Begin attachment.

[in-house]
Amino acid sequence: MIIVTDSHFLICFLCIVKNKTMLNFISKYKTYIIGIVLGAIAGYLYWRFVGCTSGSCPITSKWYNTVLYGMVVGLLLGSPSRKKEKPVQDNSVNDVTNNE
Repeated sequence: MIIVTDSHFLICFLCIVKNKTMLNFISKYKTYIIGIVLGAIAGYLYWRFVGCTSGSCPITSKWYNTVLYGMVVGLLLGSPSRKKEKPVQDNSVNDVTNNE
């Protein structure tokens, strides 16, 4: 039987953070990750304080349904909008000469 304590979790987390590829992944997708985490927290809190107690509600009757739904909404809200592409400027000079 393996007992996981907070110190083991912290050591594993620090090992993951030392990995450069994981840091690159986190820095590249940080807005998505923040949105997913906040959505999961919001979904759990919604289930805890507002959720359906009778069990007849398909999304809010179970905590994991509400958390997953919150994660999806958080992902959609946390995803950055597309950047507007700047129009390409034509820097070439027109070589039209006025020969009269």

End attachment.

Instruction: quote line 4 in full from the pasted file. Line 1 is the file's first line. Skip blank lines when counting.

């Protein structure tokens, strides 16, 4: 039987953070990750304080349904909008000469 304590979790987390590829992944997708985490927290809190107690509600009757739904909404809200592409400027000079 393996007992996981907070110190083991912290050591594993620090090992993951030392990995450069994981840091690159986190820095590249940080807005998505923040949105997913906040959505999961919001979904759990919604289930805890507002959720359906009778069990007849398909999304809010179970905590994991509400958390997953919150994660999806958080992902959609946390995803950055597309950047507007700047129009390409034509820097070439027109070589039209006025020969009269």